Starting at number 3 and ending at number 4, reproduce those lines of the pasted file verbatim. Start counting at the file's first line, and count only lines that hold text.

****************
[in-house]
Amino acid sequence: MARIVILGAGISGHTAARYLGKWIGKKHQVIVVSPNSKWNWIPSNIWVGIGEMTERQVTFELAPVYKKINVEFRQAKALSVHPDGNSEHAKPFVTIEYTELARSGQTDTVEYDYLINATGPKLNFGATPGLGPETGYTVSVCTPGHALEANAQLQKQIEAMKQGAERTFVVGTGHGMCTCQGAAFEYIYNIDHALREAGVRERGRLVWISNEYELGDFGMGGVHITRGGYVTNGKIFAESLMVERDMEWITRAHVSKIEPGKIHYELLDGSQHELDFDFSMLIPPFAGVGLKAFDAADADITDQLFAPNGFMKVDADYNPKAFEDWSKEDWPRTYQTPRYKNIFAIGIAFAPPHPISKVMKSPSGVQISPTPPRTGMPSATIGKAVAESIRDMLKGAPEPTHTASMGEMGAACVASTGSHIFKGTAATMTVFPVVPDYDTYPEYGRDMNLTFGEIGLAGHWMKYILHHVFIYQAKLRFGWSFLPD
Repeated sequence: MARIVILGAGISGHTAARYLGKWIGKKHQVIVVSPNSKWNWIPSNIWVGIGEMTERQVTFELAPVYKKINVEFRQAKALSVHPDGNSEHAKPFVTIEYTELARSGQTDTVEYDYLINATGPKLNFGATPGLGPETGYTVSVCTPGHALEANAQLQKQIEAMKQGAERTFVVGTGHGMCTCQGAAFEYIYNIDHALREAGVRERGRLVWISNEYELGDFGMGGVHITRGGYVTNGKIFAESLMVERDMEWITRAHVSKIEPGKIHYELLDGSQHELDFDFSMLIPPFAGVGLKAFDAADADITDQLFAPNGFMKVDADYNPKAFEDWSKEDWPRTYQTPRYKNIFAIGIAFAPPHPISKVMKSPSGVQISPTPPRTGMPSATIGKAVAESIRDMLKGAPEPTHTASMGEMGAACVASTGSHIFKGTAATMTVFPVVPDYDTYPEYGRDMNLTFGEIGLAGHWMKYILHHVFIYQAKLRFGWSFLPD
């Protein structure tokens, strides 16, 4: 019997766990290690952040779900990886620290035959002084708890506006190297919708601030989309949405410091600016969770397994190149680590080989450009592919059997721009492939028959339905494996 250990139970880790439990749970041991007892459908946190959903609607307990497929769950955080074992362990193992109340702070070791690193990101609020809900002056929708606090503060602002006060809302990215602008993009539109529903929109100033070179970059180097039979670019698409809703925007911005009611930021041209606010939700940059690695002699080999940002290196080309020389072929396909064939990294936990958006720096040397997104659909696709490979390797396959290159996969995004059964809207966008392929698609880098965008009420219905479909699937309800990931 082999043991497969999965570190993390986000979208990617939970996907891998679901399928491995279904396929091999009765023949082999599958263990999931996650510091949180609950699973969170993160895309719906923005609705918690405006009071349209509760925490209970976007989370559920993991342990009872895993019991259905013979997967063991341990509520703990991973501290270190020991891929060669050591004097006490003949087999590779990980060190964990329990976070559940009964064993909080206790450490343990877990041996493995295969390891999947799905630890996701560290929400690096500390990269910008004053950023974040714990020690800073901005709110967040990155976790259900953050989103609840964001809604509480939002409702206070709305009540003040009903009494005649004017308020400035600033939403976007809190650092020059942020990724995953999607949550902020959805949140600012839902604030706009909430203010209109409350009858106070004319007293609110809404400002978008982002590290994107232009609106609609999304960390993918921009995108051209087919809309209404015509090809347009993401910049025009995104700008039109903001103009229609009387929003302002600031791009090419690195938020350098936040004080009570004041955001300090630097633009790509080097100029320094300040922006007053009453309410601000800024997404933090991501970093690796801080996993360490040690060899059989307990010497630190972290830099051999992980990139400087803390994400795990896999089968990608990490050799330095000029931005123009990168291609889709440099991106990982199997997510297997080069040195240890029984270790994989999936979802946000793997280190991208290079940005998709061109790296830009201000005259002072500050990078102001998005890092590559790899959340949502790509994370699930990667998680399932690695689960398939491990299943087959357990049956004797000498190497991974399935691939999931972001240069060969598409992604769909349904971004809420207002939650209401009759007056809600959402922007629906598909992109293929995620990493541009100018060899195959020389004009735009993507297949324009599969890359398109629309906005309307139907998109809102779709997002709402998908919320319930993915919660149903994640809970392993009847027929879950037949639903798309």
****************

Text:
Repeated sequence: MARIVILGAGISGHTAARYLGKWIGKKHQVIVVSPNSKWNWIPSNIWVGIGEMTERQVTFELAPVYKKINVEFRQAKALSVHPDGNSEHAKPFVTIEYTELARSGQTDTVEYDYLINATGPKLNFGATPGLGPETGYTVSVCTPGHALEANAQLQKQIEAMKQGAERTFVVGTGHGMCTCQGAAFEYIYNIDHALREAGVRERGRLVWISNEYELGDFGMGGVHITRGGYVTNGKIFAESLMVERDMEWITRAHVSKIEPGKIHYELLDGSQHELDFDFSMLIPPFAGVGLKAFDAADADITDQLFAPNGFMKVDADYNPKAFEDWSKEDWPRTYQTPRYKNIFAIGIAFAPPHPISKVMKSPSGVQISPTPPRTGMPSATIGKAVAESIRDMLKGAPEPTHTASMGEMGAACVASTGSHIFKGTAATMTVFPVVPDYDTYPEYGRDMNLTFGEIGLAGHWMKYILHHVFIYQAKLRFGWSFLPD
């Protein structure tokens, strides 16, 4: 019997766990290690952040779900990886620290035959002084708890506006190297919708601030989309949405410091600016969770397994190149680590080989450009592919059997721009492939028959339905494996 250990139970880790439990749970041991007892459908946190959903609607307990497929769950955080074992362990193992109340702070070791690193990101609020809900002056929708606090503060602002006060809302990215602008993009539109529903929109100033070179970059180097039979670019698409809703925007911005009611930021041209606010939700940059690695002699080999940002290196080309020389072929396909064939990294936990958006720096040397997104659909696709490979390797396959290159996969995004059964809207966008392929698609880098965008009420219905479909699937309800990931 082999043991497969999965570190993390986000979208990617939970996907891998679901399928491995279904396929091999009765023949082999599958263990999931996650510091949180609950699973969170993160895309719906923005609705918690405006009071349209509760925490209970976007989370559920993991342990009872895993019991259905013979997967063991341990509520703990991973501290270190020991891929060669050591004097006490003949087999590779990980060190964990329990976070559940009964064993909080206790450490343990877990041996493995295969390891999947799905630890996701560290929400690096500390990269910008004053950023974040714990020690800073901005709110967040990155976790259900953050989103609840964001809604509480939002409702206070709305009540003040009903009494005649004017308020400035600033939403976007809190650092020059942020990724995953999607949550902020959805949140600012839902604030706009909430203010209109409350009858106070004319007293609110809404400002978008982002590290994107232009609106609609999304960390993918921009995108051209087919809309209404015509090809347009993401910049025009995104700008039109903001103009229609009387929003302002600031791009090419690195938020350098936040004080009570004041955001300090630097633009790509080097100029320094300040922006007053009453309410601000800024997404933090991501970093690796801080996993360490040690060899059989307990010497630190972290830099051999992980990139400087803390994400795990896999089968990608990490050799330095000029931005123009990168291609889709440099991106990982199997997510297997080069040195240890029984270790994989999936979802946000793997280190991208290079940005998709061109790296830009201000005259002072500050990078102001998005890092590559790899959340949502790509994370699930990667998680399932690695689960398939491990299943087959357990049956004797000498190497991974399935691939999931972001240069060969598409992604769909349904971004809420207002939650209401009759007056809600959402922007629906598909992109293929995620990493541009100018060899195959020389004009735009993507297949324009599969890359398109629309906005309307139907998109809102779709997002709402998908919320319930993915919660149903994640809970392993009847027929879950037949639903798309």